Audi is counting more than ever on electromobility to ensure its development in the years to come. From 2026, the brand with the rings will only launch fully electric models on the world market. In addition, it will phase out the production of its combustion models by 2033. Based on this corporate strategy, Audi is now undertaking to prepare all of its factories for the production of 100% electric cars. To this end, it has just adopted the project 360factory. A holistic approach that places equal importance on profitability, sustainability and flexibility. The Audi 3060factory will also present Audi as an attractive employer, especially in the area of production.
A project that relies on existing factories
To develop its future production strategy, Audi intends to rely on its global production network. It intends, step by step, to commit all its sites to the future. Audi does not want to carry out pilot projects on new sites, but prefers to invest in its existing factories. Enough to make them as efficient and flexible as the latest generation factories. For Gerd Walkermember of the board of directors in charge of production and logistics: ” This is sustainability in action – in economic, ecological and social aspects “. As Audi’s first complete 360 plant, the Ingolstadt plant will serve as a model for the transformation of production sites. The other sites around the world will approach the transformation step by step. While there is still a long way to go, Audi has already clearly defined the direction to take to get there.
360factory project: an ambitious roadmap
The 360factory project gives Audi an ambitious roadmap on the way to electromobility. By the end of the decade, all of its production sites worldwide will manufacture electric-powered models. Already, the sites of Böllinger Höfe in Germany and Brussels produce electric vehicles. From next year, the Ingolstadt plant will manufacture the Audi Q6 e-tron. Then, the production of fully electric cars will gradually start in Neckarsulm (Germany), San José Chiapa (Mexico) and Györ (Hungary). Finally, by 2029, all production sites will produce at least one 100% electric model. Audi only plans to build new plants where it will need additional capacity. Thus, with its partner FAW, it is building a factory in Changchun, its first in China. A factory where only fully electric Audis will leave the production lines.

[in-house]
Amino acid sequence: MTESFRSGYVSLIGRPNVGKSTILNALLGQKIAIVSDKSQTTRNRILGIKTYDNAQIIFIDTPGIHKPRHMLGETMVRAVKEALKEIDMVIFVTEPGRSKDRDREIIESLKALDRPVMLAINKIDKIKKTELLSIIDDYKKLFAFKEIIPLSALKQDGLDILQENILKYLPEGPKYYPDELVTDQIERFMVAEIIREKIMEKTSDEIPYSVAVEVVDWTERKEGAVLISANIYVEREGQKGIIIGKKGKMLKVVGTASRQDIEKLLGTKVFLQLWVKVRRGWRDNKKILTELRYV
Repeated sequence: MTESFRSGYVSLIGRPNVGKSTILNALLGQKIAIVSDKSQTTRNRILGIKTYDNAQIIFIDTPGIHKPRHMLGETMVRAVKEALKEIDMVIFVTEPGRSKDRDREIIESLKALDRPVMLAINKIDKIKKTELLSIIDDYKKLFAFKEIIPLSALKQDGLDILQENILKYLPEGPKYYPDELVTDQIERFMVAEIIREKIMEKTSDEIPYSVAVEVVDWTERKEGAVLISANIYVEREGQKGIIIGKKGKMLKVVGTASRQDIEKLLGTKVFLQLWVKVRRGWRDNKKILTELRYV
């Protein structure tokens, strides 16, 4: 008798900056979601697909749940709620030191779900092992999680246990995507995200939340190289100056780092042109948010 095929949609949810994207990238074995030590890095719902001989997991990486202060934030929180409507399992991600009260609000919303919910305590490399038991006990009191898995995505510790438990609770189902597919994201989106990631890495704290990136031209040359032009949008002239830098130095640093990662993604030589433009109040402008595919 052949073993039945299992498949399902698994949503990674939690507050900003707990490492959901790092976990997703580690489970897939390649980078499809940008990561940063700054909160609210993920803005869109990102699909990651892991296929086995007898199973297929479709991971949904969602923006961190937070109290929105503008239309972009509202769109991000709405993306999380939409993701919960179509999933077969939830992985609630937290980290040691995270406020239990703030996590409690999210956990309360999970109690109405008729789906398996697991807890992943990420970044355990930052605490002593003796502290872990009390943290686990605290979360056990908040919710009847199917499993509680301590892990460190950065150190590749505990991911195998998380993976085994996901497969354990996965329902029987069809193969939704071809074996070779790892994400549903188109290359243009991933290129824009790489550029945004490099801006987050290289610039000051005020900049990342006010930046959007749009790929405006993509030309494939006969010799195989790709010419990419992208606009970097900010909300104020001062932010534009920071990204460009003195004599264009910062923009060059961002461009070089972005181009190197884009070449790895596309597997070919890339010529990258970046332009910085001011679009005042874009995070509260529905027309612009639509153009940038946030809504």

The quest for greater productivity
Converting its factories to electromobility is only part of Audi’s vision for the production of the future. The manufacturer also wants to take advantage of this to make significant progress in terms of productivity and optimization. Investments for the production of the future should enable its factories to improve their profitability. To achieve this, Audi intends to halve the annual costs of factories by 2033. To do this, the brand intends to reduce the complexity of vehicles when it does not benefit customers. To this end, the development of the vehicles will take into account a streamlined production process from the first stage. The manufacturer will also continue to digitize production, in particular with the solution Edge Cloud 4 Production using local servers. In future, Audi will also use modular assembly. This new solution simplifies production while offering greater product variability.
More flexible and sustainable production
Besides improving profitability, Audi also wants to make its manufacturing processes more flexible. This is to be able to respond flexibly to fluctuations in customer demand or the production schedule. Thus, for example, the production in Ingolstadt of the new Audi Q6 e-tron will take place on the same production line as the Audi A4 and Audi A5. Electric models will then gradually replace combustion cars on its lines. In addition, the manufacturer is also seeking to reduce the ecological footprint linked to production. Its main objective is to make all its production sites carbon net by 2025. Its environmental program also focuses on resource and water efficiency. So by 2030, Audi wants to halve its environmental impact, particularly in terms of water risk and volumes of waste water.